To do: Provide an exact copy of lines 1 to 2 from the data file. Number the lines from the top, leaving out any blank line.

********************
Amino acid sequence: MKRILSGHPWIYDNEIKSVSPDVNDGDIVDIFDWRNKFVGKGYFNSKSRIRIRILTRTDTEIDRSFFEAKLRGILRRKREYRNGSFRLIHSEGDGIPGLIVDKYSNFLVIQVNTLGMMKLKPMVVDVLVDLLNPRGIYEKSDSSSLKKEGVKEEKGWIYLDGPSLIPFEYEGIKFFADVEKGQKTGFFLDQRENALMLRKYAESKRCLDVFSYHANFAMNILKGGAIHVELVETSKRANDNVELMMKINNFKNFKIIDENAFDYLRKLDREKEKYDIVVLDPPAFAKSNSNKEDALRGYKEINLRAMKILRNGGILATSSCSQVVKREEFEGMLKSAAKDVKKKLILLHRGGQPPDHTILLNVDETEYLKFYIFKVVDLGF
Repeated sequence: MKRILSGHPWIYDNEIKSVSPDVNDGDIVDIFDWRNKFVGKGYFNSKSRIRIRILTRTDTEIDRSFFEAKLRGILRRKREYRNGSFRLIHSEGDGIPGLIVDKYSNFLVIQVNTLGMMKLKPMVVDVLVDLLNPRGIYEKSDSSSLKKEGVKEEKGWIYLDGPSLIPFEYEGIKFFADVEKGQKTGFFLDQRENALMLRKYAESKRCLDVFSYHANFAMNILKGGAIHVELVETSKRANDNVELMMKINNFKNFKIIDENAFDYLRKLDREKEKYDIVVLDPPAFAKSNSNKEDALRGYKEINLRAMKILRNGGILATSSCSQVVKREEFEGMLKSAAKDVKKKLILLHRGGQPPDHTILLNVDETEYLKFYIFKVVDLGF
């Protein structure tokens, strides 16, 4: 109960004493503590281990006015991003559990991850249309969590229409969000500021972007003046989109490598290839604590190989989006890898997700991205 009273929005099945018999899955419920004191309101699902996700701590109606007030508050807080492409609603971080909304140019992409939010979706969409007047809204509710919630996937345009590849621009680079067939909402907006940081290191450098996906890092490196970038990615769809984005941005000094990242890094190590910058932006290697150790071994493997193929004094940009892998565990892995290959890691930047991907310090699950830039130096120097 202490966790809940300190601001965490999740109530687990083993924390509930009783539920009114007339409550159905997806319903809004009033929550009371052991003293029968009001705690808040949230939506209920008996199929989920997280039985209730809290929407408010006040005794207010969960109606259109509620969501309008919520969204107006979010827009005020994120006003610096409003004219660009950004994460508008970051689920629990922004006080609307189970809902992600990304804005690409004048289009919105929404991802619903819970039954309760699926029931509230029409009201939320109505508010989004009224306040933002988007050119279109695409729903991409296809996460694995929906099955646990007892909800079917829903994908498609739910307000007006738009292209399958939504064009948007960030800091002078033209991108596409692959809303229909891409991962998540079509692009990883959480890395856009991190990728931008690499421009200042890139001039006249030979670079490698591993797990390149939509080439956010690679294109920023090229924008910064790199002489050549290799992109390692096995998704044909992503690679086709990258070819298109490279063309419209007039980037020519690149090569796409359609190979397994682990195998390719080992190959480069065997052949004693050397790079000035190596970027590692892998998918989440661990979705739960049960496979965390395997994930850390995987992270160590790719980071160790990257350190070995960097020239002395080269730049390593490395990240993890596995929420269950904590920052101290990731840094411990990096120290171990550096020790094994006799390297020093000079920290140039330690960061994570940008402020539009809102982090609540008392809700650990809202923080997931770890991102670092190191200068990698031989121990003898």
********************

Amino acid sequence: MKRILSGHPWIYDNEIKSVSPDVNDGDIVDIFDWRNKFVGKGYFNSKSRIRIRILTRTDTEIDRSFFEAKLRGILRRKREYRNGSFRLIHSEGDGIPGLIVDKYSNFLVIQVNTLGMMKLKPMVVDVLVDLLNPRGIYEKSDSSSLKKEGVKEEKGWIYLDGPSLIPFEYEGIKFFADVEKGQKTGFFLDQRENALMLRKYAESKRCLDVFSYHANFAMNILKGGAIHVELVETSKRANDNVELMMKINNFKNFKIIDENAFDYLRKLDREKEKYDIVVLDPPAFAKSNSNKEDALRGYKEINLRAMKILRNGGILATSSCSQVVKREEFEGMLKSAAKDVKKKLILLHRGGQPPDHTILLNVDETEYLKFYIFKVVDLGF
Repeated sequence: MKRILSGHPWIYDNEIKSVSPDVNDGDIVDIFDWRNKFVGKGYFNSKSRIRIRILTRTDTEIDRSFFEAKLRGILRRKREYRNGSFRLIHSEGDGIPGLIVDKYSNFLVIQVNTLGMMKLKPMVVDVLVDLLNPRGIYEKSDSSSLKKEGVKEEKGWIYLDGPSLIPFEYEGIKFFADVEKGQKTGFFLDQRENALMLRKYAESKRCLDVFSYHANFAMNILKGGAIHVELVETSKRANDNVELMMKINNFKNFKIIDENAFDYLRKLDREKEKYDIVVLDPPAFAKSNSNKEDALRGYKEINLRAMKILRNGGILATSSCSQVVKREEFEGMLKSAAKDVKKKLILLHRGGQPPDHTILLNVDETEYLKFYIFKVVDLGF